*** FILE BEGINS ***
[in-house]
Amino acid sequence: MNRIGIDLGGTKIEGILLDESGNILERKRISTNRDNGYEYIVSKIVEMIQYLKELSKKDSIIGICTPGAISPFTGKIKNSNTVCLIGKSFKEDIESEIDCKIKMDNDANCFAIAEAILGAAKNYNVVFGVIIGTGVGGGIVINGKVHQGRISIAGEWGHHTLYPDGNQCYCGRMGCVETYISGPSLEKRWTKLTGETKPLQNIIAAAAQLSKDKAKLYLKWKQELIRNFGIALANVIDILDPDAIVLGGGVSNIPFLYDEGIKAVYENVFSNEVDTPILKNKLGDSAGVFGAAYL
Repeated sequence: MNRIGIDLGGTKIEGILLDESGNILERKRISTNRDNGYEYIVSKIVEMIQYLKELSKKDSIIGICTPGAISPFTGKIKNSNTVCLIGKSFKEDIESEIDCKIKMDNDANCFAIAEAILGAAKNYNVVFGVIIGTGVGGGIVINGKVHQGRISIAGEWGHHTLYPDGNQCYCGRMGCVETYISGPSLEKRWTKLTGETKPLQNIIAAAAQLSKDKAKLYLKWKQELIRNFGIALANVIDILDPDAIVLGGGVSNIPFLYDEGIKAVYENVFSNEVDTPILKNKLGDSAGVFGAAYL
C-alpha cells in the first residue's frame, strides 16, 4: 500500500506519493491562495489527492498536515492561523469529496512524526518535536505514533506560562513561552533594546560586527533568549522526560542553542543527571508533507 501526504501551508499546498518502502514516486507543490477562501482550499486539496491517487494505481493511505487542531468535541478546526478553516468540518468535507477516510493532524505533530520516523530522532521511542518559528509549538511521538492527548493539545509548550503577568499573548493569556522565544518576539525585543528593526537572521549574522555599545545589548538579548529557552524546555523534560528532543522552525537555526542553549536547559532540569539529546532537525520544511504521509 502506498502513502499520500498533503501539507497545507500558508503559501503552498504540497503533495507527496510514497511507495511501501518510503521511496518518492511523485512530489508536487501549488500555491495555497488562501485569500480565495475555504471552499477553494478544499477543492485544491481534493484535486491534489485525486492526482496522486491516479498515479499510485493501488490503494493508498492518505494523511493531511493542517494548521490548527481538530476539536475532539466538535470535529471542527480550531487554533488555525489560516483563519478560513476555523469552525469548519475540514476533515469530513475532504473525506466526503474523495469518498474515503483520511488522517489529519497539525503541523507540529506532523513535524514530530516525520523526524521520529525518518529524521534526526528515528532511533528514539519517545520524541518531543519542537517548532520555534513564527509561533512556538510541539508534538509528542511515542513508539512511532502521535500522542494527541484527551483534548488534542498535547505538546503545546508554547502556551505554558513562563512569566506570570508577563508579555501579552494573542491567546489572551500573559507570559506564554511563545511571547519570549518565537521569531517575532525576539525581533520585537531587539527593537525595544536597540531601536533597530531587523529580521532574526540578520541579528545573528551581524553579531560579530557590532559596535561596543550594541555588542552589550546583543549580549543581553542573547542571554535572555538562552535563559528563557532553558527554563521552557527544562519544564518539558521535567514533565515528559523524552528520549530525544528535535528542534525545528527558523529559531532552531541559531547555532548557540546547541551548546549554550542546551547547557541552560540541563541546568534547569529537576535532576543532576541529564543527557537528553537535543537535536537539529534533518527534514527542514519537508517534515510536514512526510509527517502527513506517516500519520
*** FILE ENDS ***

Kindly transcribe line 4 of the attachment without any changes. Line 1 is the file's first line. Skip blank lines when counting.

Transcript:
C-alpha cells in the first residue's frame, strides 16, 4: 500500500506519493491562495489527492498536515492561523469529496512524526518535536505514533506560562513561552533594546560586527533568549522526560542553542543527571508533507 501526504501551508499546498518502502514516486507543490477562501482550499486539496491517487494505481493511505487542531468535541478546526478553516468540518468535507477516510493532524505533530520516523530522532521511542518559528509549538511521538492527548493539545509548550503577568499573548493569556522565544518576539525585543528593526537572521549574522555599545545589548538579548529557552524546555523534560528532543522552525537555526542553549536547559532540569539529546532537525520544511504521509 502506498502513502499520500498533503501539507497545507500558508503559501503552498504540497503533495507527496510514497511507495511501501518510503521511496518518492511523485512530489508536487501549488500555491495555497488562501485569500480565495475555504471552499477553494478544499477543492485544491481534493484535486491534489485525486492526482496522486491516479498515479499510485493501488490503494493508498492518505494523511493531511493542517494548521490548527481538530476539536475532539466538535470535529471542527480550531487554533488555525489560516483563519478560513476555523469552525469548519475540514476533515469530513475532504473525506466526503474523495469518498474515503483520511488522517489529519497539525503541523507540529506532523513535524514530530516525520523526524521520529525518518529524521534526526528515528532511533528514539519517545520524541518531543519542537517548532520555534513564527509561533512556538510541539508534538509528542511515542513508539512511532502521535500522542494527541484527551483534548488534542498535547505538546503545546508554547502556551505554558513562563512569566506570570508577563508579555501579552494573542491567546489572551500573559507570559506564554511563545511571547519570549518565537521569531517575532525576539525581533520585537531587539527593537525595544536597540531601536533597530531587523529580521532574526540578520541579528545573528551581524553579531560579530557590532559596535561596543550594541555588542552589550546583543549580549543581553542573547542571554535572555538562552535563559528563557532553558527554563521552557527544562519544564518539558521535567514533565515528559523524552528520549530525544528535535528542534525545528527558523529559531532552531541559531547555532548557540546547541551548546549554550542546551547547557541552560540541563541546568534547569529537576535532576543532576541529564543527557537528553537535543537535536537539529534533518527534514527542514519537508517534515510536514512526510509527517502527513506517516500519520